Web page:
Write like the Wind – Not

Game of thronesIf you’re waiting for G. R. R. Martin to finish ‘The Winds of Winter,’ Book 6 of the “A Song of Ice and Fire” novels — it won’t be published in 2015.  Just  some  “prequel novellas” based in Westeros which are expected later this year.  His publisher says: “These are increasingly complex books, and require immense amounts of concentration to write. Fans really ought to appreciate that the length of these monsters is equivalent to two or three novels by other writers.”

Season 5 of Game of Thrones is back on Sky Atlantic on 13th April, based on Book 4, A Feast for Crows, and parts of Book 5, A Dance With Dragons. Game of Thrones has large number of teenage actors who are growing up fast so HBO intend to end the show with Season 7 in 2017.

Two more novels were announced nearly a decade ago – The Winds of Winter and A Dream of Spring. At the speed G. R. R. Martin writes, plus the length of the novels, it could be a long time before the last one is published.

Martin has said the TV show is like a “freight train” barrelling down on him, as he tries to lay track in front of it. The YouTube song imploring him to finish books six and seven, “Write Like the Wind,” is now nearly 3 years old.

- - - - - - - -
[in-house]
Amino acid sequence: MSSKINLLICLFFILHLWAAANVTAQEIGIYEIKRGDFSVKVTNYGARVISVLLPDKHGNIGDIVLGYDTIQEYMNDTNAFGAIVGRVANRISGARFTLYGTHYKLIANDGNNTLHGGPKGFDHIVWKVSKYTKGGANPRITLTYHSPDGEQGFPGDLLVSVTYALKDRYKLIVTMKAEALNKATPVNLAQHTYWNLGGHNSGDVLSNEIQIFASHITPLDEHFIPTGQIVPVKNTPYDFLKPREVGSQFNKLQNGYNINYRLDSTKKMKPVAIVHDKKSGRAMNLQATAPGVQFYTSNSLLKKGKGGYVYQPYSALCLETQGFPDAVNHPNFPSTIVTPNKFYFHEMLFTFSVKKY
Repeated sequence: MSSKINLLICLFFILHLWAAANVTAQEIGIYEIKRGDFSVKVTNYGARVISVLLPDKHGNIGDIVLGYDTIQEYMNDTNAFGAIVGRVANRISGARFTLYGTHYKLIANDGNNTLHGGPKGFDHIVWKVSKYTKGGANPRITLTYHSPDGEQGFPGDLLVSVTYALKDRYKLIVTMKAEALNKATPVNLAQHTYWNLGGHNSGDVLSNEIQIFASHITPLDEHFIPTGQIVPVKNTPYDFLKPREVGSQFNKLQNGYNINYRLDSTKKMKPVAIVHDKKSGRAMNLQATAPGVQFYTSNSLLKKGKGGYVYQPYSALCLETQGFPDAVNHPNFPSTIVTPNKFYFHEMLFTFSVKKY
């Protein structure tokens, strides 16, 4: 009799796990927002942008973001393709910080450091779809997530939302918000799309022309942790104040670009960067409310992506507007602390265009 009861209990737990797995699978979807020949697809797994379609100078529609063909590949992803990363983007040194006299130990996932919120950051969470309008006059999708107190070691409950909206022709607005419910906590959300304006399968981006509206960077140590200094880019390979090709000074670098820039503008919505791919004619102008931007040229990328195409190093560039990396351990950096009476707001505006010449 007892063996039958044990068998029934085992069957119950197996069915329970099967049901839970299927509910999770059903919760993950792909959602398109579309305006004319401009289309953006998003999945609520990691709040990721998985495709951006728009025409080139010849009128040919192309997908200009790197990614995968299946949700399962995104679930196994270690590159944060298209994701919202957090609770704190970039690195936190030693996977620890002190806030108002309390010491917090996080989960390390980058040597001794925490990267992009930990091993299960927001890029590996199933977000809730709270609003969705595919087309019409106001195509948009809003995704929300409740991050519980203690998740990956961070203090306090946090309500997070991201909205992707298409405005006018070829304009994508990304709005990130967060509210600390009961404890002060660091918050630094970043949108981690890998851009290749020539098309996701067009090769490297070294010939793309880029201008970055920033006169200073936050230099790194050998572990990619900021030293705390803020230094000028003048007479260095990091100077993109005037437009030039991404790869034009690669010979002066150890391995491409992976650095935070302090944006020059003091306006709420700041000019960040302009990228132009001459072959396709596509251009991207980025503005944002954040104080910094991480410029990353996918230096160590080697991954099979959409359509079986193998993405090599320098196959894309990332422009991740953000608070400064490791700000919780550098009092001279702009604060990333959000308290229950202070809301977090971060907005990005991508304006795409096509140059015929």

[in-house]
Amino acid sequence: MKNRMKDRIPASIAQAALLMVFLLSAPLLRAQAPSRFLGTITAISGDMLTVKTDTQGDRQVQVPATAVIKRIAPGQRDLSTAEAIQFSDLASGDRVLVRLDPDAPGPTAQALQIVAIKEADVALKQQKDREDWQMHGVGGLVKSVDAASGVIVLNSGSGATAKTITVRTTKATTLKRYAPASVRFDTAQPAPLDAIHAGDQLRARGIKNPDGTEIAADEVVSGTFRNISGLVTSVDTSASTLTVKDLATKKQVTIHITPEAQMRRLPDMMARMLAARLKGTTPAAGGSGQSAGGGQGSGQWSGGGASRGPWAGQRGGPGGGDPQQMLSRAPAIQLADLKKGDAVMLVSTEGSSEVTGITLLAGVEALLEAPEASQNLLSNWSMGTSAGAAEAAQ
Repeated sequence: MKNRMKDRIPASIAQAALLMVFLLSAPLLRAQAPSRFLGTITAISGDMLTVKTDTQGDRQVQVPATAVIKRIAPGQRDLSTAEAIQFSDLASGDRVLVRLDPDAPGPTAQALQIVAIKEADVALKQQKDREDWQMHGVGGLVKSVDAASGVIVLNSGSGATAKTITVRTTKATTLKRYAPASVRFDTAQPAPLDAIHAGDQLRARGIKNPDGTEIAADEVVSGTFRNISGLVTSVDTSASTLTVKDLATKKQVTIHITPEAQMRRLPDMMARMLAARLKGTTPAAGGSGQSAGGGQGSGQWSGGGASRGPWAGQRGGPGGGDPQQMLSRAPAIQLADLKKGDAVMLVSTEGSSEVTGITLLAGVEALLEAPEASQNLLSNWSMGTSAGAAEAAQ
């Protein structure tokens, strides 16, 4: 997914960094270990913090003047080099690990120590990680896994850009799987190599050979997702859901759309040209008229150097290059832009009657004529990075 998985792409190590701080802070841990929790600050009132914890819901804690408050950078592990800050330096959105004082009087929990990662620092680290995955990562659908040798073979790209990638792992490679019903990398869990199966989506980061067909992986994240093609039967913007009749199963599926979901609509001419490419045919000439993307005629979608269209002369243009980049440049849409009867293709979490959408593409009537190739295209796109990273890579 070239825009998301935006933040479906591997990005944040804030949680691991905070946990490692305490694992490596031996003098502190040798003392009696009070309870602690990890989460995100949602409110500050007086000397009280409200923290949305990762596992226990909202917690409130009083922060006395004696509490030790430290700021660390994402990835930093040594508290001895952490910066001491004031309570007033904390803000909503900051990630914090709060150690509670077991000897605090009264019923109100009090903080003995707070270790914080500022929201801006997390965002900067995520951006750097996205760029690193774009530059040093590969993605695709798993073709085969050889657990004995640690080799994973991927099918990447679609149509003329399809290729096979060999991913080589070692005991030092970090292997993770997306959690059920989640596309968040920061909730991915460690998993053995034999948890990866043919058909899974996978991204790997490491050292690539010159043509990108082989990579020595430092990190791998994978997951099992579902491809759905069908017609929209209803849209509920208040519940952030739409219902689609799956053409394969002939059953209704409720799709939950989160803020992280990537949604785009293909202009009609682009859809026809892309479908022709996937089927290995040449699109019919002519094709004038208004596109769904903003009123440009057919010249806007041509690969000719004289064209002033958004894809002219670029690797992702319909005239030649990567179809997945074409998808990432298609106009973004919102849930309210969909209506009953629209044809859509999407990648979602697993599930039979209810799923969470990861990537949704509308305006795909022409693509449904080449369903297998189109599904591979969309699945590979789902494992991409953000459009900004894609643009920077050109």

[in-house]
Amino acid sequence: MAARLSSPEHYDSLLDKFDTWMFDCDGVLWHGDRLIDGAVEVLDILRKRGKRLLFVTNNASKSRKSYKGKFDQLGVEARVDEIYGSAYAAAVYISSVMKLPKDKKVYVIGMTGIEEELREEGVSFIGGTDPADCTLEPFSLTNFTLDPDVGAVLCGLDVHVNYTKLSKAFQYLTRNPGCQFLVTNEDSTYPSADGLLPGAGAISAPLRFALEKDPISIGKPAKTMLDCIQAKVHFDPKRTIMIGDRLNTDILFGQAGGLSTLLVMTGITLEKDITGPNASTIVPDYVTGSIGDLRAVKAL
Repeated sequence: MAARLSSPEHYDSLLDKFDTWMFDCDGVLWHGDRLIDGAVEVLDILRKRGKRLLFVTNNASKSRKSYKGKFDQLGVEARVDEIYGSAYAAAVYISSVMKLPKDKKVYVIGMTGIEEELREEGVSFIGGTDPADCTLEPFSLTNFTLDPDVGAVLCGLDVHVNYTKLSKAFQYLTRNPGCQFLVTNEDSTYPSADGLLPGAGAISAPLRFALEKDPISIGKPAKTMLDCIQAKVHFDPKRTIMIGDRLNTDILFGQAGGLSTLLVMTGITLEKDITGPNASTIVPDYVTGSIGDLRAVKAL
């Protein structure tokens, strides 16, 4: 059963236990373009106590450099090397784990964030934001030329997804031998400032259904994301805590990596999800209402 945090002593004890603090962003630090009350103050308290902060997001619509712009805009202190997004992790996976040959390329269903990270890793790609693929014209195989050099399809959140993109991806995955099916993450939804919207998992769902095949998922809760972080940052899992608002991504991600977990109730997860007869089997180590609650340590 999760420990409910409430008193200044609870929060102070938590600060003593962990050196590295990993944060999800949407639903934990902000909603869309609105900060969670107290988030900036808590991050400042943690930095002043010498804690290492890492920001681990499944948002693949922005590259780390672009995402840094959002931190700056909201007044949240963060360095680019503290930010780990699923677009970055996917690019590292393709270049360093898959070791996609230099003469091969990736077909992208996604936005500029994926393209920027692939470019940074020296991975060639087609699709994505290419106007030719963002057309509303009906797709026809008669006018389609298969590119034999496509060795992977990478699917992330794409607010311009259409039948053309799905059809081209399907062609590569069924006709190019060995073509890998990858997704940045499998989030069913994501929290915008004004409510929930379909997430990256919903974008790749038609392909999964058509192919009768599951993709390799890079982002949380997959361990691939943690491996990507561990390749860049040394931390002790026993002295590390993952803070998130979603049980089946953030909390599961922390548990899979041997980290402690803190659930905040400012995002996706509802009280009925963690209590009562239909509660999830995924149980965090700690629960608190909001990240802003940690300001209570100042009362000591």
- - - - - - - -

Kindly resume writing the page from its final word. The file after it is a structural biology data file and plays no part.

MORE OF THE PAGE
He insists he’ll be done when he’s done – he may even expand the series to eight or nine books if he feels like it — it wouldn’t be the first time the number of books has grown. So the screen version may beat the book it was based on for the first time in history! Martin told show producers key plot points years ago to cover that eventuality. So he can, if he wants to, write prequels before he finishes the series …..

The final word goes to the author. At the 2013 Comic-Con event w00tstock., the musicians behind “Write Like the Wind,” began to sing their urgent instruction to Martin — who unexpectedly emerged on stage to destroy their guitars.

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One thought on “Write like the Wind – Not

  1. One of the earliest pieces of advice I had when I was learning the craft was ‘Three hundred words a day, every day…’ In a year, that’s just under 110K words and a nice length for an average novel. One a good day, with the wind behind you and all the characters behaving themselves, you can produce two thousand words in an hour… but then there are the days when every word has to be dragged kicking and screaming out of your subconscious. Readers who don’t write can’t be expected to realised it, but that novel you devour in a day has probably taken over a year to craft and polish and get to a state where you can fall into its world.

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